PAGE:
The 2002 game, Zone Zeal, featured robots playing in alliances of 2 competing to move goals and balls into various zones within the playing field.
In Stack Attack, from 2003, two teams of two robots each attempt to win by moving large Sterilite bins into their zone and arranging them into stacks.
FIRST Frenzy: Raising the Bar, the 2004 FRC game, included elements from previous years' games, including mobile goals and "capping" goals with large inflatable balls.
The 2005 game, Triple Play, was first FRC game to feature three robots per alliance. The game was played on a field set up like a tic-tac-toe board, with nine larger goals, shaped as tetrahedra in three rows of three.
Aim High was the 2006 game for the FIRST Robotics Competition. The competition involved teams competing to gain points by delivering balls into goals and positioning their robots in certain positions on the playing field. The teams took it in turn to provide defense and attack.
Rack 'n Roll, from the 2007 season, featured two alliances of three teams each competing to arrange toroidal game pieces on a central arena element known as 'The Rack'.
In the 2008 game, FIRST Overdrive, teams competed to complete counterclockwise laps around a central barrier while manipulating large 40 in (1 m) diameter "Trackballs" over and under overpasses to score additional points.
2009's game, Lunacy in named to honor the 40th anniversary of the first manned mission to the Moon. The game itself is played on a field material referred to as 'Regolith', which is designed so that the robots, which have special mandated wheels, have reduced traction, mimicking the effect of low gravity that would be seen by a robot driving on the moon.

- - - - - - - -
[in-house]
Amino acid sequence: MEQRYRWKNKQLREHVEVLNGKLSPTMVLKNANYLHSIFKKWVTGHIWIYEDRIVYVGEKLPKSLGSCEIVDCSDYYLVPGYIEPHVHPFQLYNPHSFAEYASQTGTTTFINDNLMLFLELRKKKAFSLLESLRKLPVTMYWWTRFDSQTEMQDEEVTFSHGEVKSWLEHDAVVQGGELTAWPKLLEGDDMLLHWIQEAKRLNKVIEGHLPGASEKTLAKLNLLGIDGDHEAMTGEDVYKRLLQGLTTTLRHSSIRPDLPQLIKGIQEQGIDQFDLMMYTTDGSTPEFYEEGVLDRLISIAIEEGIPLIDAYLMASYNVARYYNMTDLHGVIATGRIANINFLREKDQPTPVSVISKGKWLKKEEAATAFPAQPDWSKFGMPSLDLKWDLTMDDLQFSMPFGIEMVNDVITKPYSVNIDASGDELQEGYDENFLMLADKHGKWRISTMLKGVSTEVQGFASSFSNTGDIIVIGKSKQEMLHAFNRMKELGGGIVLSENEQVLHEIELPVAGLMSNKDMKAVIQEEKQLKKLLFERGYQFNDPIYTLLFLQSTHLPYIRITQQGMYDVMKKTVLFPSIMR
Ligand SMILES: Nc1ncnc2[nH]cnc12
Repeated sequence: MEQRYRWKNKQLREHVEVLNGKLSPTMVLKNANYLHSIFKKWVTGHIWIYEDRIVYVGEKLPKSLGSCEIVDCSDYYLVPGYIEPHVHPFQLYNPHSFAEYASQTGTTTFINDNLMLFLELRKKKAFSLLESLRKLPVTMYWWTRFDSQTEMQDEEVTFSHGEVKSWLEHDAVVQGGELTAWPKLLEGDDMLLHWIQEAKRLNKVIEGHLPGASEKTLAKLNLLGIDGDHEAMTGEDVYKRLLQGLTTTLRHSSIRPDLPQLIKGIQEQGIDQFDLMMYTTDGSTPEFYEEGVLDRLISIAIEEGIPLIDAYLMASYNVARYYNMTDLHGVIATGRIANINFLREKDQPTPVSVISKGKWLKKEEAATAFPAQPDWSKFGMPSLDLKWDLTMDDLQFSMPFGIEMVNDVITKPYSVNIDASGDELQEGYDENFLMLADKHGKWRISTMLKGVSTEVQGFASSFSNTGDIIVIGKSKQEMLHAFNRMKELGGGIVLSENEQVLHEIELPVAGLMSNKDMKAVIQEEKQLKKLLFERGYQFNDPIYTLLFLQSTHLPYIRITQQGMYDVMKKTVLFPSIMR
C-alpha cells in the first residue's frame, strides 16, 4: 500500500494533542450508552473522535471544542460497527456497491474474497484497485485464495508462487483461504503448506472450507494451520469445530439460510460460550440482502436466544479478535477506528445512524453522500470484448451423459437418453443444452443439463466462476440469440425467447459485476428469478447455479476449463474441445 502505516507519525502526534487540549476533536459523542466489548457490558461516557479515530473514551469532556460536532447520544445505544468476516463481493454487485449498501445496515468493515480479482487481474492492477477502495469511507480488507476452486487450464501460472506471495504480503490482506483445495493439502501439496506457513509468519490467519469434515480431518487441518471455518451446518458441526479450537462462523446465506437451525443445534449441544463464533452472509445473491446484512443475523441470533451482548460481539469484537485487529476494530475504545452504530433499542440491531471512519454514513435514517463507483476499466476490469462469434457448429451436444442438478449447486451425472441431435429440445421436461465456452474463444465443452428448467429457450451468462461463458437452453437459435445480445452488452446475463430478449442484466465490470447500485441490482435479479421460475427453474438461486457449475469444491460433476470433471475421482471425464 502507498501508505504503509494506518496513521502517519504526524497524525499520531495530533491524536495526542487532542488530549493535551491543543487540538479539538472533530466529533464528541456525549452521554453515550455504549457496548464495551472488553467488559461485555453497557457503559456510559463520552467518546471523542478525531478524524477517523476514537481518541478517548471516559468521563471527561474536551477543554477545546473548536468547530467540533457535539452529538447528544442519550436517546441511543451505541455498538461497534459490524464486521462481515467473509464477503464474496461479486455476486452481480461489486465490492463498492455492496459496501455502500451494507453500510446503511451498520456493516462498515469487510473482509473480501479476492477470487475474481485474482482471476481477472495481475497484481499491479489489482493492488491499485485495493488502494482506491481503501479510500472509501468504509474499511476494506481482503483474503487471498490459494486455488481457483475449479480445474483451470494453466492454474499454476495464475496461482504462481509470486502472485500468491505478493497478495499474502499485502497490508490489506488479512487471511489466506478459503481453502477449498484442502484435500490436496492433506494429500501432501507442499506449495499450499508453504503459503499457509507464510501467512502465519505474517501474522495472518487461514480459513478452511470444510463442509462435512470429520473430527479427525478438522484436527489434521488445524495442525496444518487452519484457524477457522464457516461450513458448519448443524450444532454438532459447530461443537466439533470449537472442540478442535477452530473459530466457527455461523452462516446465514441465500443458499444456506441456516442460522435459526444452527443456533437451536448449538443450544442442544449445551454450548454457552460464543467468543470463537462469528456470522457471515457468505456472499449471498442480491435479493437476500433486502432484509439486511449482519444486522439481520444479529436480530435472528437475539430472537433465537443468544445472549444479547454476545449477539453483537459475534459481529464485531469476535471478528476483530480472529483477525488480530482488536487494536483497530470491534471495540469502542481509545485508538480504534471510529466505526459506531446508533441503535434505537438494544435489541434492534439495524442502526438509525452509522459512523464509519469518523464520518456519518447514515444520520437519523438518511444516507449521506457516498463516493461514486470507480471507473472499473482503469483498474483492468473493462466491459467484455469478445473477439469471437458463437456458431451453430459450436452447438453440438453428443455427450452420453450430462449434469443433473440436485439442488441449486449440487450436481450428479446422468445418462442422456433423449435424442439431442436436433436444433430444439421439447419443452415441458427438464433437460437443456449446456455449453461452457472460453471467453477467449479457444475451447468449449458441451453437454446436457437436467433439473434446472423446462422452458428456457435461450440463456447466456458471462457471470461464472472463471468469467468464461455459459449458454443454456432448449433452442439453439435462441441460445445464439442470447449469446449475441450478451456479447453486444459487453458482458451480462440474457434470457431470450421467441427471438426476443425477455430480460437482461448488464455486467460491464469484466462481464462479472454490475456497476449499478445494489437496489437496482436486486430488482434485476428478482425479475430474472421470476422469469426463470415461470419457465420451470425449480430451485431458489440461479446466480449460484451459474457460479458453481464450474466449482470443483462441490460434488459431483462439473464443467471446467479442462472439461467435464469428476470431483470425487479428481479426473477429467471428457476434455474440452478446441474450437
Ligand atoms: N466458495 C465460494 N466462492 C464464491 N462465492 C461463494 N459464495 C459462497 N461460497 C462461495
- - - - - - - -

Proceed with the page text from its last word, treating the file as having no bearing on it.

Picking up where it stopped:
In the 2010 game, Breakaway, Robots direct soccer balls into goals, traverse "bumps" in the field, suspend themselves and each other on towers at the end of each match.
Logo Motion, the 2011 game, is played using inner tube pieces shaped like the
components of the FIRST logo. The game celebrates the 20th season of FRC and commemorates the artist Jack Kamen, who designed the original FIRST logo. In the endgame, robots deploy smaller "minibots" to climb a tower.
In the 2012 game, Rebound Rumble, robots try to score as many basketballs in hoops as possible. Balls scored in higher hoops score more points. Bonus points are awarded if robots are balanced on bridges at the end of the match. In matches where opponent Alliances work together to balance on the white bridge, all participating teams earn additional valuable seeding points.
In the 2013 game, Ultimate Ascent, robots try to shoot as many discs into goals at varying heights as possible. Discs scored in narrow, high goals score more points. Bonus points are awarded if robots are able to climb to different levels on pyramids near the middle of the field. In addition, colored frisbees can be shot into a goal on top of the pyramid for 5 points each.
In the 2014 game, Aerial Assist, robots assist each other to move 24-inch game balls down the field and into low or high goals to score. The more the robots assist each other, the higher their bonus points will be.
More information about starting a FIRST Robotics team can be found at: